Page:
Posted 11 March 2014 - 04:23 PM

@ ironpenguin, jonuk76 - thank you for your timely and helpful points. 1TB is enough for him, coz that offers the optimal price-per-GB compared to <1TB and >1TB drives. but computer hardware dealers near my place scared him like hell, saying that this configuration can support only 40GB to 160GB at the maximum, else windows will become woefully slow and will get hung very often, coz of the limitation that the motherboard is a very old model. since 1TB drives cost just only a bit more than 160GB drives, even he wants to install a 1TB drive; but those people scare him by saying so. so he wants to be very sure that his configuration (including the motherboard) can support 1TB drives without any problems, before proceeding to buy the HDD(s). and about the data recovery question, any EXPERT suggestions from anyone (including the above 2 gentlemen), in this forum? BTW, any links to resources (even those outside the BC website [if permitted by BC rules]) on my queries that can elaborate in detail are more than welcome. thanks in advance.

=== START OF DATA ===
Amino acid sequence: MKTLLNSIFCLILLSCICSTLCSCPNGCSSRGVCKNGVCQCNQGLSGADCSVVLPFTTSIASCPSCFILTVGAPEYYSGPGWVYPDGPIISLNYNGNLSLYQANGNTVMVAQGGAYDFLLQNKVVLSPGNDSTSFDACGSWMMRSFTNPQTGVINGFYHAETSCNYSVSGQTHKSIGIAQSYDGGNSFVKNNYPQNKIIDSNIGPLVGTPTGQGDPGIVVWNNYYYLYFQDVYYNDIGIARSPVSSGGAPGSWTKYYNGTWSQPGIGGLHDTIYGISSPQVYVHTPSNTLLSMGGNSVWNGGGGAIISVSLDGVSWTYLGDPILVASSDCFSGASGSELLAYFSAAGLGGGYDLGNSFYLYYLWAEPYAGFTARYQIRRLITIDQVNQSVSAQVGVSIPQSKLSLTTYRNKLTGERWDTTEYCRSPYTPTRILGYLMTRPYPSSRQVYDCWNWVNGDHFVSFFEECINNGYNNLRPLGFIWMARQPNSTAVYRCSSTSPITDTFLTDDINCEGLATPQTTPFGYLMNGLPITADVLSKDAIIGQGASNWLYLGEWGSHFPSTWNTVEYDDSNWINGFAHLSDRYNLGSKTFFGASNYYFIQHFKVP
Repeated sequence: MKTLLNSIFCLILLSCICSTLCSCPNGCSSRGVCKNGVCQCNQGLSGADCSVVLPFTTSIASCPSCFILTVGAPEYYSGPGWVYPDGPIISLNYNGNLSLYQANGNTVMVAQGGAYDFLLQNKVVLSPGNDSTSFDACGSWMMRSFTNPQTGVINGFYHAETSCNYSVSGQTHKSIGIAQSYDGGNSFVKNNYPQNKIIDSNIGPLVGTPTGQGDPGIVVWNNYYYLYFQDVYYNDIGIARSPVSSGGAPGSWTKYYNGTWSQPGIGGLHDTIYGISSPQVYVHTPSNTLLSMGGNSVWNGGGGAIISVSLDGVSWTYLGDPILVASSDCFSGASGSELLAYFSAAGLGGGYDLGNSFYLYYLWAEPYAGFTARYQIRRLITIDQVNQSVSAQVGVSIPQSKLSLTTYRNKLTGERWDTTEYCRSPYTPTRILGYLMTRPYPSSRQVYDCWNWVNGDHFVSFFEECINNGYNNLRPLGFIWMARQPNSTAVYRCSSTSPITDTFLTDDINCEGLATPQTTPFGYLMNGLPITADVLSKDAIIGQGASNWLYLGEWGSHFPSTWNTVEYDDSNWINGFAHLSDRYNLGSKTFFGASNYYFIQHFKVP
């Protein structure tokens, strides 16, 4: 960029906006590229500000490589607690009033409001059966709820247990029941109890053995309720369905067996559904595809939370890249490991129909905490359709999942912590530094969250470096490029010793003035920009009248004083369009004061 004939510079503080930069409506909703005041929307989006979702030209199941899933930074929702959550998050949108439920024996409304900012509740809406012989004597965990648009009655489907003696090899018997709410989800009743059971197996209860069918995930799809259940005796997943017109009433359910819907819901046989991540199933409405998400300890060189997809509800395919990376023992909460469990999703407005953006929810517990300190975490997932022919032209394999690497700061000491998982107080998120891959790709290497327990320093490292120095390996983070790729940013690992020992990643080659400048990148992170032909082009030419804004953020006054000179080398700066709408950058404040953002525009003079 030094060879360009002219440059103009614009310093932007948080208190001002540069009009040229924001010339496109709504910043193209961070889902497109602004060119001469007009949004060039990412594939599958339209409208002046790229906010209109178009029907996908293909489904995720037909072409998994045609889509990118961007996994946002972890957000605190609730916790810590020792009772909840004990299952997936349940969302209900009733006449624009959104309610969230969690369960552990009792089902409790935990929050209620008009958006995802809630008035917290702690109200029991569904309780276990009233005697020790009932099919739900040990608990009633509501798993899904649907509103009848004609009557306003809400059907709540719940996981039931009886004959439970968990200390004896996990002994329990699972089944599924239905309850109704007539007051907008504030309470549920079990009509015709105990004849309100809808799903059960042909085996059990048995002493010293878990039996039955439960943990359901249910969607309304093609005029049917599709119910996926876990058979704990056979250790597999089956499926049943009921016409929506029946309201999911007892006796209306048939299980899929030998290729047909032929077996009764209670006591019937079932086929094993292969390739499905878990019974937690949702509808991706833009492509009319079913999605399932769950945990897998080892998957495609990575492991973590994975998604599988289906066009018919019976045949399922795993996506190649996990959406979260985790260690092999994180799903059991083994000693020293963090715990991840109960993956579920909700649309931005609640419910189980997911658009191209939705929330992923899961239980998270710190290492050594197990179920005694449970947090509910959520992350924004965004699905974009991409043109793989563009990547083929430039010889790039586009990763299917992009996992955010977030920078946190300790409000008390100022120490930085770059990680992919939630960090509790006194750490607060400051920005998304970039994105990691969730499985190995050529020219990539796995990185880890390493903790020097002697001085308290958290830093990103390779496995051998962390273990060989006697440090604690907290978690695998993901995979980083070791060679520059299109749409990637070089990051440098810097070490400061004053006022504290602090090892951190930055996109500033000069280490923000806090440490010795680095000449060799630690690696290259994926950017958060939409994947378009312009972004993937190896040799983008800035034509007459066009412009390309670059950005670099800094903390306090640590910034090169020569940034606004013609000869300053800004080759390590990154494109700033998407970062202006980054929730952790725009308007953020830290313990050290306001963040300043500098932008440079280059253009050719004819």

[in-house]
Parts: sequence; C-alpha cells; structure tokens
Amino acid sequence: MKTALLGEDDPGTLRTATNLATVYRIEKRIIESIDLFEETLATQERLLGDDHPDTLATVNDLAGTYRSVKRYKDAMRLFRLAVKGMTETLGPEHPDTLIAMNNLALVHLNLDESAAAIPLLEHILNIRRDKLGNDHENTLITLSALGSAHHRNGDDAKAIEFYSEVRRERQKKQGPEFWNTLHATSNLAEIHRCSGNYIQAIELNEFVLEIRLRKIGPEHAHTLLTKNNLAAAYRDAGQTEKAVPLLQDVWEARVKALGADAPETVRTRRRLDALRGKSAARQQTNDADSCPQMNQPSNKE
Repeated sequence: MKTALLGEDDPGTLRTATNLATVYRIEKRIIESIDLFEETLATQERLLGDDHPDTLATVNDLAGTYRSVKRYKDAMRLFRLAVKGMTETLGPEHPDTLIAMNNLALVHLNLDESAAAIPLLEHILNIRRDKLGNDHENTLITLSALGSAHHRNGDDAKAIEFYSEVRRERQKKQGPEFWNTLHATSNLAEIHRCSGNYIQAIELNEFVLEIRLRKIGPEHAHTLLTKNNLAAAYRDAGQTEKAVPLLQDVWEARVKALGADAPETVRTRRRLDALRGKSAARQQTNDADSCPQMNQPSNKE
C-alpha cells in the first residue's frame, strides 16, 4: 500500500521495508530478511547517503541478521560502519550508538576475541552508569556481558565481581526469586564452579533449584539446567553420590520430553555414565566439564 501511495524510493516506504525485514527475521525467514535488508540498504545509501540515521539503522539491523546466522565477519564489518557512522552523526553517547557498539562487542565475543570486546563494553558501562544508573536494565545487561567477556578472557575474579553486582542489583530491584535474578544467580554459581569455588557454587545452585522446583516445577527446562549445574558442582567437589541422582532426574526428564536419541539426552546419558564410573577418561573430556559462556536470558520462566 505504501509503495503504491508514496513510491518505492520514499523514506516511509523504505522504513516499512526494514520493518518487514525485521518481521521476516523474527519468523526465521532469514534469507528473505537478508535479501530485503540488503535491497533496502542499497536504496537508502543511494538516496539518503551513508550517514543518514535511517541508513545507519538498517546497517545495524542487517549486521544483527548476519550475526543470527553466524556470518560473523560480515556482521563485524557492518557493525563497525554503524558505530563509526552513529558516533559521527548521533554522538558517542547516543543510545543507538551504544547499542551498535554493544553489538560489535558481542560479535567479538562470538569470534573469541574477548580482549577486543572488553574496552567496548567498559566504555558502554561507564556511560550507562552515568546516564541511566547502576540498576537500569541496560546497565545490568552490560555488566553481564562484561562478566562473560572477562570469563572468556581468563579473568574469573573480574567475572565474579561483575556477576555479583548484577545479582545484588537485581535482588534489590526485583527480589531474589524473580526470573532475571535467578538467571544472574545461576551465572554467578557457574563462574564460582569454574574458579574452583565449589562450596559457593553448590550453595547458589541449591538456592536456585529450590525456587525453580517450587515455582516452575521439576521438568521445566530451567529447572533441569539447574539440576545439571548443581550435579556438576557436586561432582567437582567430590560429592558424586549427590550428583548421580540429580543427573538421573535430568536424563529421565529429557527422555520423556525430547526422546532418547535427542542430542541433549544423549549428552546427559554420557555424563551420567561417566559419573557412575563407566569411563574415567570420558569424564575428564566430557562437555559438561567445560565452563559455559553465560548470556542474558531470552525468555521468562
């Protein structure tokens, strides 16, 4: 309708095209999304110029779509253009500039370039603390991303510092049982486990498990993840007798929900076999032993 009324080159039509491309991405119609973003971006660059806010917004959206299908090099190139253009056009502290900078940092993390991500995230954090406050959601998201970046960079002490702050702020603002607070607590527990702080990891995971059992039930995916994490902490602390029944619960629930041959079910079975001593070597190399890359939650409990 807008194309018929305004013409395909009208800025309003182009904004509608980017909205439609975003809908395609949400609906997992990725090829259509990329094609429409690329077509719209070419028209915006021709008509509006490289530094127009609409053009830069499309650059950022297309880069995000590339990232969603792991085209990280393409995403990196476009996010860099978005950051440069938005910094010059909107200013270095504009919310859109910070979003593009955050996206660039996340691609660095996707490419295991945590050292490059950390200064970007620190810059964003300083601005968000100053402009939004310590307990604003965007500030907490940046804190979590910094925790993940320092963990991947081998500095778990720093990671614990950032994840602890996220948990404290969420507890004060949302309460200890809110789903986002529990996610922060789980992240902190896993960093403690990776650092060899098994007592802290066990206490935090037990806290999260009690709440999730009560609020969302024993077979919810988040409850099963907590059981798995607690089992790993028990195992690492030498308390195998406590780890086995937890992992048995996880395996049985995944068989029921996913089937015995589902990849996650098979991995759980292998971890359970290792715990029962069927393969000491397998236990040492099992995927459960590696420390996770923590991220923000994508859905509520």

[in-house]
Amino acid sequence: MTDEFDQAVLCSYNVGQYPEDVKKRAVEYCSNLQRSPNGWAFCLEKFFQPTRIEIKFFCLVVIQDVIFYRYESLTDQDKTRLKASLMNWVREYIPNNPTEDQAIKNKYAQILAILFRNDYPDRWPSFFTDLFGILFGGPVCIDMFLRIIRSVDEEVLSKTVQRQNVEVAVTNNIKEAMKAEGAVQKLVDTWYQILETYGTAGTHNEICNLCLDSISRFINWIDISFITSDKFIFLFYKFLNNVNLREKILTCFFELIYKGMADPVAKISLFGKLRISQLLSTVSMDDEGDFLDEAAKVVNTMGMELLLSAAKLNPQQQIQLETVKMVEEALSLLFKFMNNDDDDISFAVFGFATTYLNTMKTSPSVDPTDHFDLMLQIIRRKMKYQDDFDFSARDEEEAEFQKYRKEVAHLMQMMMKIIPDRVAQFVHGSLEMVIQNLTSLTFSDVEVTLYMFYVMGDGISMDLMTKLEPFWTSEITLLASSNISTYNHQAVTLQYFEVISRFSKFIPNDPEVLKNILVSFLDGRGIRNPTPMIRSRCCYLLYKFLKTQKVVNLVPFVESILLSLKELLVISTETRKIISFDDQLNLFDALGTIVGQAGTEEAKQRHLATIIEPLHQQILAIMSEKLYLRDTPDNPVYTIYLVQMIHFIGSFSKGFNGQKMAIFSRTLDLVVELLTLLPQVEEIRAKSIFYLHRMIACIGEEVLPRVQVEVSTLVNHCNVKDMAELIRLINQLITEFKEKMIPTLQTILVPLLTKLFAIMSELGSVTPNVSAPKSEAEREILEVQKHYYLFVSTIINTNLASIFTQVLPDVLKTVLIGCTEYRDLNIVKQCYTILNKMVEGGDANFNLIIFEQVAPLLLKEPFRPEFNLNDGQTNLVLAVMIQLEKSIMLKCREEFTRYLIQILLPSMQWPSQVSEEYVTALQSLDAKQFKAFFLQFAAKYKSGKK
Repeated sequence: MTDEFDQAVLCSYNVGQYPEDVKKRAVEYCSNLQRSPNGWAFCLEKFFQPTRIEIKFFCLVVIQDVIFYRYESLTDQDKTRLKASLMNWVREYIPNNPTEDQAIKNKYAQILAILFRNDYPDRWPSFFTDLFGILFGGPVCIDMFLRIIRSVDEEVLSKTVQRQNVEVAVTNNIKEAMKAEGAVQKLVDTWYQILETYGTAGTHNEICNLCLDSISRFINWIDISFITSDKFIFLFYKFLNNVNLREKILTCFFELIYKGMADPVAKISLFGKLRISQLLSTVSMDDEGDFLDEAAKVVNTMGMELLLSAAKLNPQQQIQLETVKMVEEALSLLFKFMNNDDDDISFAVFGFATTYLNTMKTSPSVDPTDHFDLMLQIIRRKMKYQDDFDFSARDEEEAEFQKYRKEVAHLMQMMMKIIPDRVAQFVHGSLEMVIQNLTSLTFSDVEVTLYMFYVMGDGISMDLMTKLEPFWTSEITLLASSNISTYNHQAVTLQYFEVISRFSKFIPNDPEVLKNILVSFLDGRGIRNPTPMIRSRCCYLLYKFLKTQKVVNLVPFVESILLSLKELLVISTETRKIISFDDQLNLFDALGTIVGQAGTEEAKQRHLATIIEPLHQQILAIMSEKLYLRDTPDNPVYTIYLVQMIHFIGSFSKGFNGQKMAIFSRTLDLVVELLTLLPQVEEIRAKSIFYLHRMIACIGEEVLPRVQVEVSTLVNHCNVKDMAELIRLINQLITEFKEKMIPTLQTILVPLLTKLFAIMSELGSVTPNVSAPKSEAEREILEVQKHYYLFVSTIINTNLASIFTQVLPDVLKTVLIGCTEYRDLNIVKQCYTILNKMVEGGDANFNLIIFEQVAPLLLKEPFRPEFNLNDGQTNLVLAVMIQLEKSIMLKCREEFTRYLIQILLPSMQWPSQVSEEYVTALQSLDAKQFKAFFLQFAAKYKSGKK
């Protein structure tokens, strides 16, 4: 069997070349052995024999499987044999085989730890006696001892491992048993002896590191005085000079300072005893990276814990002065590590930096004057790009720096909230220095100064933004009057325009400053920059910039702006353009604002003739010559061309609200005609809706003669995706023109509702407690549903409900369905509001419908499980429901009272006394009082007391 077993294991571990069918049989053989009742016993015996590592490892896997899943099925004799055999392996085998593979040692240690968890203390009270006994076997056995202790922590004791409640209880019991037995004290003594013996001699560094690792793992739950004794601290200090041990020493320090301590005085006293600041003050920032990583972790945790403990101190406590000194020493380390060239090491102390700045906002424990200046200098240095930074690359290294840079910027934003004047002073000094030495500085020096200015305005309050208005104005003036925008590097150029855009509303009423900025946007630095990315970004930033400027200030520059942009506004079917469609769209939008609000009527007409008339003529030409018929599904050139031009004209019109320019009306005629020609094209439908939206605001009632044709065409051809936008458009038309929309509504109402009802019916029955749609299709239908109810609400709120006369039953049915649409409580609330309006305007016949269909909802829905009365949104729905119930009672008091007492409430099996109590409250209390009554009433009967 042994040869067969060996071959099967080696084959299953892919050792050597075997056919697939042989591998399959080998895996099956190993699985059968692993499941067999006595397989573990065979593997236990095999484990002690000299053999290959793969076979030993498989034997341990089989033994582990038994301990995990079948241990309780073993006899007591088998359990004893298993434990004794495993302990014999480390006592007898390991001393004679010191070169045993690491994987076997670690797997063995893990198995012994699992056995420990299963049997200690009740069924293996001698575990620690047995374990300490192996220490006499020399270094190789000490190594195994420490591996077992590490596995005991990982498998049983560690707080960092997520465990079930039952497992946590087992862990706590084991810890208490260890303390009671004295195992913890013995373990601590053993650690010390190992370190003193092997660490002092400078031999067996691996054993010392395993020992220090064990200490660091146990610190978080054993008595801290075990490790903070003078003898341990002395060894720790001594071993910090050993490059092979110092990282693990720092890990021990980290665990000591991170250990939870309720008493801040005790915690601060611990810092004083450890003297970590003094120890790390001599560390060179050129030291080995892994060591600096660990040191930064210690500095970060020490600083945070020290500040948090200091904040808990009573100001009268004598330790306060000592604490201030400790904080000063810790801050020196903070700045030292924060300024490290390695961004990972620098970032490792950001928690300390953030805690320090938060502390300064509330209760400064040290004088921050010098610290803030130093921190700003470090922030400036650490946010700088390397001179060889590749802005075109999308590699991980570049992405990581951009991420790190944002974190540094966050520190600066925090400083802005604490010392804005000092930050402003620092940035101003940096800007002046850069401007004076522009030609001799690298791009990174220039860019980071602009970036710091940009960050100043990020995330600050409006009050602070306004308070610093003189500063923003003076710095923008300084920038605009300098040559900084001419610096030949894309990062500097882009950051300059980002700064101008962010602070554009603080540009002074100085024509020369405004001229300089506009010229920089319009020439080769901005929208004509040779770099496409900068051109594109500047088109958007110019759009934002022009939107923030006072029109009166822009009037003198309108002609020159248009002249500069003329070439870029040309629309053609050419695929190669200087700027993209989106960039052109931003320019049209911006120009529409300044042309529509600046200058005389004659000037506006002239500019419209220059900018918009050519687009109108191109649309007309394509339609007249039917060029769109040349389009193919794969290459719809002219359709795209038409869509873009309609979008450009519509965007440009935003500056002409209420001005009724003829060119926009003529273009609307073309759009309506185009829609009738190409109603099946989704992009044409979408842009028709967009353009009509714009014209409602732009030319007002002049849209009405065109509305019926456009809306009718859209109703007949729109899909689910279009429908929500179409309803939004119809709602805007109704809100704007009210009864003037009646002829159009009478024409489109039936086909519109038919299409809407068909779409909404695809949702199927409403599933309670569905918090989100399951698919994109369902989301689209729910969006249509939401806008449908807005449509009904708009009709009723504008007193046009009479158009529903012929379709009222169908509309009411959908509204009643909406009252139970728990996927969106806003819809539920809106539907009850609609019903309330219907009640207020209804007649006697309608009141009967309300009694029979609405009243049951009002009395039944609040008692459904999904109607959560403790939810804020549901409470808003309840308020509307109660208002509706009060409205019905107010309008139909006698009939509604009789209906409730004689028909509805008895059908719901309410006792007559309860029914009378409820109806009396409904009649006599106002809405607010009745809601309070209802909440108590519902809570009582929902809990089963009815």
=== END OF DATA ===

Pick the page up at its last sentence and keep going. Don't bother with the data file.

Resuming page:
Become a BleepingComputer fan on Facebook
Have you seen.....Select Real Security

#6 jonuk76

jonuk76

  • Members
  • 2,182 posts
  • OFFLINE
  •  
  • Gender:Male
  • Location:Wales, UK
  • Local time:12:53 PM

Posted 11 March 2014 - 08:25 PM

Here is a dated, but quite interesting guide to some of the historic limits on hard drive size - http://www.dewassoc.com/kbase/hard_drives/hard_drive_size_barriers.htm  It covers up to 2003 when it was last updated.

This is a little more up to date (2007) - http://www.hardwaresecrets.com/article/Hard-Disk-Drives-Capacity-Limits/482/1

Similar details in a less wordy format - http://www.tldp.org/HOWTO/Large-Disk-HOWTO-4.html